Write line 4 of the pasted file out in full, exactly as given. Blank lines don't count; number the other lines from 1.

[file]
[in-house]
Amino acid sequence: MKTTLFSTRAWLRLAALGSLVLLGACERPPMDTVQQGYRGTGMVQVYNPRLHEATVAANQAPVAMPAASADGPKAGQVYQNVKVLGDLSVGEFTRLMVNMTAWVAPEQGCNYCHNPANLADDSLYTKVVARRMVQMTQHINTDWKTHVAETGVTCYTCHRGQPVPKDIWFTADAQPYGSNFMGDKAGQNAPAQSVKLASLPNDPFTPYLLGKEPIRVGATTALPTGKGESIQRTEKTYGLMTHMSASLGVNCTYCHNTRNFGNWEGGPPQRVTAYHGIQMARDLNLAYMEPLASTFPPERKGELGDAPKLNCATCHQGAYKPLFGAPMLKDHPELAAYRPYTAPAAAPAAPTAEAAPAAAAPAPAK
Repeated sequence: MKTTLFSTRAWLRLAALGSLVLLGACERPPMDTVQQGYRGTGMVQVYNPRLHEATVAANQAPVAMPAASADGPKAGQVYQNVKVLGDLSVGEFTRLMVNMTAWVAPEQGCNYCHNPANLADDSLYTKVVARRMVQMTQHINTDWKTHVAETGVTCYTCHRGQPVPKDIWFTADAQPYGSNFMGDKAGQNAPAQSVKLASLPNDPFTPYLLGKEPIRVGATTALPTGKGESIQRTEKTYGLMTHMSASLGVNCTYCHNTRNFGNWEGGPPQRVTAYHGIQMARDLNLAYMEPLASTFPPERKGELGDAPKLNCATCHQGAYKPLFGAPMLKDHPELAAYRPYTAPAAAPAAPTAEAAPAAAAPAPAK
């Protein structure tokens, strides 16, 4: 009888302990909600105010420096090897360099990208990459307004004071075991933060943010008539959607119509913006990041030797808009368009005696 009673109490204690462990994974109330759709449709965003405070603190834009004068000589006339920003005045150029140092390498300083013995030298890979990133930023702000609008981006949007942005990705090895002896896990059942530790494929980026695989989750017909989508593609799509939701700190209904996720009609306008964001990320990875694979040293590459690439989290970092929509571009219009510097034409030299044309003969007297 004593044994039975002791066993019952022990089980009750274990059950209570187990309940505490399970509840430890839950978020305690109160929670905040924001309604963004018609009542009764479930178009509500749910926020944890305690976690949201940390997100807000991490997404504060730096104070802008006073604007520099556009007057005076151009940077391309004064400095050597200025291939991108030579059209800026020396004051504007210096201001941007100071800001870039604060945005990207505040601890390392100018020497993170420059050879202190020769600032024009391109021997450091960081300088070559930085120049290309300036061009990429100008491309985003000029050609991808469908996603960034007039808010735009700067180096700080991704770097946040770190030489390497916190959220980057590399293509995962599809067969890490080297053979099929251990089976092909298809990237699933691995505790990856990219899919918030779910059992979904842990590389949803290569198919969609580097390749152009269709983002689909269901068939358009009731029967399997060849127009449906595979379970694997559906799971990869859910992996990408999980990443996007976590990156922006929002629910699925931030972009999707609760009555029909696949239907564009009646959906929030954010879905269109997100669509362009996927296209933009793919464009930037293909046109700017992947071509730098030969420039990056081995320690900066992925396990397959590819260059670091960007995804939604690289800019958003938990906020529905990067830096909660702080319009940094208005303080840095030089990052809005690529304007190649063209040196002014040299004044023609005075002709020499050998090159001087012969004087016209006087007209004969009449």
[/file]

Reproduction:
């Protein structure tokens, strides 16, 4: 009888302990909600105010420096090897360099990208990459307004004071075991933060943010008539959607119509913006990041030797808009368009005696 009673109490204690462990994974109330759709449709965003405070603190834009004068000589006339920003005045150029140092390498300083013995030298890979990133930023702000609008981006949007942005990705090895002896896990059942530790494929980026695989989750017909989508593609799509939701700190209904996720009609306008964001990320990875694979040293590459690439989290970092929509571009219009510097034409030299044309003969007297 004593044994039975002791066993019952022990089980009750274990059950209570187990309940505490399970509840430890839950978020305690109160929670905040924001309604963004018609009542009764479930178009509500749910926020944890305690976690949201940390997100807000991490997404504060730096104070802008006073604007520099556009007057005076151009940077391309004064400095050597200025291939991108030579059209800026020396004051504007210096201001941007100071800001870039604060945005990207505040601890390392100018020497993170420059050879202190020769600032024009391109021997450091960081300088070559930085120049290309300036061009990429100008491309985003000029050609991808469908996603960034007039808010735009700067180096700080991704770097946040770190030489390497916190959220980057590399293509995962599809067969890490080297053979099929251990089976092909298809990237699933691995505790990856990219899919918030779910059992979904842990590389949803290569198919969609580097390749152009269709983002689909269901068939358009009731029967399997060849127009449906595979379970694997559906799971990869859910992996990408999980990443996007976590990156922006929002629910699925931030972009999707609760009555029909696949239907564009009646959906929030954010879905269109997100669509362009996927296209933009793919464009930037293909046109700017992947071509730098030969420039990056081995320690900066992925396990397959590819260059670091960007995804939604690289800019958003938990906020529905990067830096909660702080319009940094208005303080840095030089990052809005690529304007190649063209040196002014040299004044023609005075002709020499050998090159001087012969004087016209006087007209004969009449």